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Skinny seats boost legroom for tall passengers

By David Flynn     Filed under: Boeing, seating, Airlines, Airbus, economy, Boeing 737, seats, economy class, Airbus A320, legroom, Jet2

These new economy-class seats won’t win any awards for plush finish but their space-saving design means a substantial increase in usable legroom, even for the tallest of passengers.

Designed by UK firm Acro Aircraft Seating, the minimalist Superlight series is intended for short-haul aircraft. The seatback is just 1.7cm thick, and compresses to around 1cm when a passenger is sitting in it.

With less space taken up by the seat itself, and the design of the chassis keeping all structural components out of the foot well, there’s more room for the legs of the passenger sitting behind it.

Budget UK carrier Jet2 is fitting the Acro Superlight across its entire fleet (which is mostly Boeing 737-300s) and recently hosted a flight for the Tall Persons’ Club of Great Britain and Ireland – where the average male club-member stands at 2 metres (6’5”) – to get some real-world feedback.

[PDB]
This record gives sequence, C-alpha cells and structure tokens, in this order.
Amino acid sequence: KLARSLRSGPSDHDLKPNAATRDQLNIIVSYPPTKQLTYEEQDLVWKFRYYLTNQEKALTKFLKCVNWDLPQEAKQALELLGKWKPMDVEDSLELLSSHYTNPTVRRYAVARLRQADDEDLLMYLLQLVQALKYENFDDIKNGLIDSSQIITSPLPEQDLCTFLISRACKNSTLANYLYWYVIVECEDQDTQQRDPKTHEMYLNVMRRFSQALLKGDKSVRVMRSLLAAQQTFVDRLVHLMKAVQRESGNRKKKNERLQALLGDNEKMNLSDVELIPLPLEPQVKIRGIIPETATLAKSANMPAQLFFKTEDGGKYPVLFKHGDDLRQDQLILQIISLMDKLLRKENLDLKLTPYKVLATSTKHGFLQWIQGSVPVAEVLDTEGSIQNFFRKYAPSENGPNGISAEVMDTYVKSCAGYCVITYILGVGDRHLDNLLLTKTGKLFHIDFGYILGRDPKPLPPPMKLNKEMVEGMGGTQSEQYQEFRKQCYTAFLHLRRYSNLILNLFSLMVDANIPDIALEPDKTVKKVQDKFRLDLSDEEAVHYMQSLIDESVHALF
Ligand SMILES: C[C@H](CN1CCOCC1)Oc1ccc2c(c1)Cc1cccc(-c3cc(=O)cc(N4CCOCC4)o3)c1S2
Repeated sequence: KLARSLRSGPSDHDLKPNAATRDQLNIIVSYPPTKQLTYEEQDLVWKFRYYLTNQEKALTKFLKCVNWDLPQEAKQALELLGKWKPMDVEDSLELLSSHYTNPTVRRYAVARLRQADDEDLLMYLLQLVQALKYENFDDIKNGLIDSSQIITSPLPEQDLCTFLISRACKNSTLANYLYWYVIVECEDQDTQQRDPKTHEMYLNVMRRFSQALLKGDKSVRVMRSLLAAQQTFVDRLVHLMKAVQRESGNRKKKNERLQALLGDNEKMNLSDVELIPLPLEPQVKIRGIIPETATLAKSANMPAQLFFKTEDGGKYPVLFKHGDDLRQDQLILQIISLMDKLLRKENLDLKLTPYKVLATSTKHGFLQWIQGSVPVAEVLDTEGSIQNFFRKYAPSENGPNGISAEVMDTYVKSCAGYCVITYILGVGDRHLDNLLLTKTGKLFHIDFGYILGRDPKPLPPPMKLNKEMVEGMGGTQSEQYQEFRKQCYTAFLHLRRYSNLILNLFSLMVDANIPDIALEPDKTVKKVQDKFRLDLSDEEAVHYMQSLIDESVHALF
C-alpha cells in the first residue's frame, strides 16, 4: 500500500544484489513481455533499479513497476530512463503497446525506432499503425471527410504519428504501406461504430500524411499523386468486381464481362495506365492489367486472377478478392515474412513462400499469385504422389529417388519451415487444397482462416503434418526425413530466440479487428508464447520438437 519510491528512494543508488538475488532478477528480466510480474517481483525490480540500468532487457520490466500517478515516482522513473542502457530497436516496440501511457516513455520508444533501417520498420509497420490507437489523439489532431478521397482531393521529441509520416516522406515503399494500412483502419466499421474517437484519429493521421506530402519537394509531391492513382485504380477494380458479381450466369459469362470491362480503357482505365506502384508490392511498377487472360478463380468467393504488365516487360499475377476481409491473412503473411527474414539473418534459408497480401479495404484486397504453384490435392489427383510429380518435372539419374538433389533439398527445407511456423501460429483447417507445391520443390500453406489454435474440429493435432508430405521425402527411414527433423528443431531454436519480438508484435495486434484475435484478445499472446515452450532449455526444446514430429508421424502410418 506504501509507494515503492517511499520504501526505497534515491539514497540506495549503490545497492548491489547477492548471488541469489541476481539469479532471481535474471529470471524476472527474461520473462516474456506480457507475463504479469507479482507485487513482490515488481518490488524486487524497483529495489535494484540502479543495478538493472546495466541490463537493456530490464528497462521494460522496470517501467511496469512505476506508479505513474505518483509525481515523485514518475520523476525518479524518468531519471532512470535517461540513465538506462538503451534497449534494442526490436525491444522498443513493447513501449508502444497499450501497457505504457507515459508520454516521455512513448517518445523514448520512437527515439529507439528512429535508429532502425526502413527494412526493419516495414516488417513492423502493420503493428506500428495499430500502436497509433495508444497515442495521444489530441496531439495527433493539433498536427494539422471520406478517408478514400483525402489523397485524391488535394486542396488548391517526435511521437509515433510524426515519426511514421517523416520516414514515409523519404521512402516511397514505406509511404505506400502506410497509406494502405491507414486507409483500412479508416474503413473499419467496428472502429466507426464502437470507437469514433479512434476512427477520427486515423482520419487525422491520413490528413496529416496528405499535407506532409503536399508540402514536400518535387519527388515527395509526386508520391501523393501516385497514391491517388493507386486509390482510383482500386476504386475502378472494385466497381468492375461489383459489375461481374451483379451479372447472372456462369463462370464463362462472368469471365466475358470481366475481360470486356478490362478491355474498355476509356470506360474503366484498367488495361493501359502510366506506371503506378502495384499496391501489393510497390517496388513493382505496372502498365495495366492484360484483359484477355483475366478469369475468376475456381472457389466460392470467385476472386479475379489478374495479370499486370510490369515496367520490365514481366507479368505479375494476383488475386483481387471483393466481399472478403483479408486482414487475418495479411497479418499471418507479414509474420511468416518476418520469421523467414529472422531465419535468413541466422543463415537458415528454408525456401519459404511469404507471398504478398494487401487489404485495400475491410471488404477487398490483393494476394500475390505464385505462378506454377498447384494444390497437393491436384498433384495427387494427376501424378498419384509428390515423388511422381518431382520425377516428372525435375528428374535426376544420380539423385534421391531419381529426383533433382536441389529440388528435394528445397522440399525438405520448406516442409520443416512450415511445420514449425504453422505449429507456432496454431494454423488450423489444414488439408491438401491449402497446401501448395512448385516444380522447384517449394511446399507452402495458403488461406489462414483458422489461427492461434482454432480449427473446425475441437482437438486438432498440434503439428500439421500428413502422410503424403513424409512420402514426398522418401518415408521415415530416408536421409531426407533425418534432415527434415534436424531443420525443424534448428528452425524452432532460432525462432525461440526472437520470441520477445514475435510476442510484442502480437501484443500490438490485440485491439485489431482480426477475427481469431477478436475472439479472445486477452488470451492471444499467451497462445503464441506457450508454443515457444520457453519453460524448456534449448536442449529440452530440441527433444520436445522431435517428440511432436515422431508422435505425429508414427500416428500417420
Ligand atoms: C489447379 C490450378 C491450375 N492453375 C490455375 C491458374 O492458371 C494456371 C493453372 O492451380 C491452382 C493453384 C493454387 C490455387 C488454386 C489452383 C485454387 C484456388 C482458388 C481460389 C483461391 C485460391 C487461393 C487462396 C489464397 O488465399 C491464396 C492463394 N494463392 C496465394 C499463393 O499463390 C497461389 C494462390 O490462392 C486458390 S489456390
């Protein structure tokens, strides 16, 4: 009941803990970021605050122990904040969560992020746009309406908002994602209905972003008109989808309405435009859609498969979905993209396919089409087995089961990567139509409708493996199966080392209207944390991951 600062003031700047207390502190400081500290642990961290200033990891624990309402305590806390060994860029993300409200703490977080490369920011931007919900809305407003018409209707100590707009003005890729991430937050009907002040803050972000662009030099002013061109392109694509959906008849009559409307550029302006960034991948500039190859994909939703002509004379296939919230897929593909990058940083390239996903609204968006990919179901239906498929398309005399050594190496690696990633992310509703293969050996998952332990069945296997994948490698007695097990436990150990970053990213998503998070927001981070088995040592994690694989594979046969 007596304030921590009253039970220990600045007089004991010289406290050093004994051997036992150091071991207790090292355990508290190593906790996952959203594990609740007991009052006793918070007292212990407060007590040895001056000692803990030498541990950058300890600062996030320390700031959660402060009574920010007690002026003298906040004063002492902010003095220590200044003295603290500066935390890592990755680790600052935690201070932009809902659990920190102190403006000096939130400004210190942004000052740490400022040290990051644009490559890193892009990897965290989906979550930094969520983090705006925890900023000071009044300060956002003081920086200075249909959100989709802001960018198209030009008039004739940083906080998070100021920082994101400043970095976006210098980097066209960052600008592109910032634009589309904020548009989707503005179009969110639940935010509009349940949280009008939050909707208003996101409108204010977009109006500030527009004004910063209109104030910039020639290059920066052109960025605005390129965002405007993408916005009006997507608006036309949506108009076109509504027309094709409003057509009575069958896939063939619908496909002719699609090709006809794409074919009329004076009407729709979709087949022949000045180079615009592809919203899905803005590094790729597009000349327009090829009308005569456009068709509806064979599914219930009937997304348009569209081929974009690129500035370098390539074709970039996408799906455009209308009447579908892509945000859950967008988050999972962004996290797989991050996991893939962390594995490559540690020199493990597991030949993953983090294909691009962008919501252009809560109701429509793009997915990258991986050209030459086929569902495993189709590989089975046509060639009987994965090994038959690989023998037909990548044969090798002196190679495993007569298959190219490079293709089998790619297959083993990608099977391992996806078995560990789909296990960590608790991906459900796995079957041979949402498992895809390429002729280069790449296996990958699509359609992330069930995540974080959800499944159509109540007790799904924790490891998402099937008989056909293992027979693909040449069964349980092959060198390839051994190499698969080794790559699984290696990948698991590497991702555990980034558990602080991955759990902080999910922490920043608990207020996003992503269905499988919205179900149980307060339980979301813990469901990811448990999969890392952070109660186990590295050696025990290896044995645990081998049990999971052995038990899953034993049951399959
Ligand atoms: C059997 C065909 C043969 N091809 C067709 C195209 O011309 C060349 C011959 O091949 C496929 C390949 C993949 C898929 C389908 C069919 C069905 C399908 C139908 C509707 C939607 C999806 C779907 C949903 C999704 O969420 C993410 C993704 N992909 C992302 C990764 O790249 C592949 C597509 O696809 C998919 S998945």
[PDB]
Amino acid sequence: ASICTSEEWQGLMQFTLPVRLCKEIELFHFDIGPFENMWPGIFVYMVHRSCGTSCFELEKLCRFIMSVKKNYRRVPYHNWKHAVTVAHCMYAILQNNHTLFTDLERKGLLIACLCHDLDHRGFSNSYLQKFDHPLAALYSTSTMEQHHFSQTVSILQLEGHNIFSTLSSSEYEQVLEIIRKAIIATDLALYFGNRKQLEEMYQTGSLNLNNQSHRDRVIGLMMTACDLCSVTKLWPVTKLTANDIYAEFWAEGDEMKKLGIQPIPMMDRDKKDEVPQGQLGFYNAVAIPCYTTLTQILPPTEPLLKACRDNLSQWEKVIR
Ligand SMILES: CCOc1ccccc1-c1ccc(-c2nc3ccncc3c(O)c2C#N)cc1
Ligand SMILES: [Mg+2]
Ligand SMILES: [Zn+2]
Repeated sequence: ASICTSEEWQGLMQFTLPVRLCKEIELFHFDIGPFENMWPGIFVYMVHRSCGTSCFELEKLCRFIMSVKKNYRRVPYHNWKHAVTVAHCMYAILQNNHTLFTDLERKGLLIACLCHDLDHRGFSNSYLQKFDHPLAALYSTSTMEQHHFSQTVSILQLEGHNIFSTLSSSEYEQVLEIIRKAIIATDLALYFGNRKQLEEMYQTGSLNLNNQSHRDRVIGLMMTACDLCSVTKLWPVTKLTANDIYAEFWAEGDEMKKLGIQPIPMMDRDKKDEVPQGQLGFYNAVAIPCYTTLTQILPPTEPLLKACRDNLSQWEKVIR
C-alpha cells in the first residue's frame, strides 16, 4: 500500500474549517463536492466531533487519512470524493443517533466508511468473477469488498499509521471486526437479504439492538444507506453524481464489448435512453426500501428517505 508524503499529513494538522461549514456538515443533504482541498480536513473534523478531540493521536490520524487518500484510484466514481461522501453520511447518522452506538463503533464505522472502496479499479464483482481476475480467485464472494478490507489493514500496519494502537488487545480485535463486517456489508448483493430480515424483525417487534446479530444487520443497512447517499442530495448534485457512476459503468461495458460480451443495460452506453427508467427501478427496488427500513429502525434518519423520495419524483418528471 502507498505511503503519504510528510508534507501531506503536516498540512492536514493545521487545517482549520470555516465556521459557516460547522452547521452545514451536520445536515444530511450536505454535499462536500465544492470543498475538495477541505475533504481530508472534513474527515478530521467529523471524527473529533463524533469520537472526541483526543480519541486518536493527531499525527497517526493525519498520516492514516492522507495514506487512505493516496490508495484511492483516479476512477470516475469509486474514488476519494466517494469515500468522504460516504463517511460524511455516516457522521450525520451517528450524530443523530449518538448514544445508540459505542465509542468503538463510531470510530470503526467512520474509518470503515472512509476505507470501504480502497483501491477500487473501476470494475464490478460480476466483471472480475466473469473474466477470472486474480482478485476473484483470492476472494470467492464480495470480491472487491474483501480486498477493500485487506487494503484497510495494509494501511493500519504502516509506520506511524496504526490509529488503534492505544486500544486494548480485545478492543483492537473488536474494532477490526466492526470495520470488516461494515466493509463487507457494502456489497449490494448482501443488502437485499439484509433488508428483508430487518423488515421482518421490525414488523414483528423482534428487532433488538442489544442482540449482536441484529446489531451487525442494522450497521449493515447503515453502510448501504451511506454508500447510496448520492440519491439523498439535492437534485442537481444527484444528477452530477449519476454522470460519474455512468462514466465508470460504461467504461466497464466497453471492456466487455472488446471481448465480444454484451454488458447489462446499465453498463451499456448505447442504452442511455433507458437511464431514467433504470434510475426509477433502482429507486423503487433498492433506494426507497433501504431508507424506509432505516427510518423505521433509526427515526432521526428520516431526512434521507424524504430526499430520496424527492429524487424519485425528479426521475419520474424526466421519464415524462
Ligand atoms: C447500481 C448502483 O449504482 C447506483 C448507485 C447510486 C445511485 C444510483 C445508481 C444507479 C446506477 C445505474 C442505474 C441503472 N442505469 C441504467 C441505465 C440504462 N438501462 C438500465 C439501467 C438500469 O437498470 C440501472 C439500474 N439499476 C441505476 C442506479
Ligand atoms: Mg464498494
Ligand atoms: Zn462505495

“This is the first time an airline has really taken us into consideration and it’s fantastic to know that members of the Tall Persons Club can now travel in comfort” said Andrew Smith, a 6’6” member of the club.

“The new seat design means we can genuinely fit our legs in and also use the tray which has previously been difficult, if not impossible on some aircraft.”

Of course, Acro and Jet2 are motivated by more than just love for the loftier members of our society. The 10kg Superlights weigh far less than conventional seating, and that weight reduction translates to reduced fuel costs.

“A typical A320 operator with our seats fitted will save 500kg per aircraft, worth over US$50,000 per annum” says Chris Brady, commercial director of Acro Aircraft Seating.


About David Flynn

David Flynn is the editor of Australian Business Traveller and a bit of a travel tragic with a weakness for good coffee, shopping and lychee martinis.


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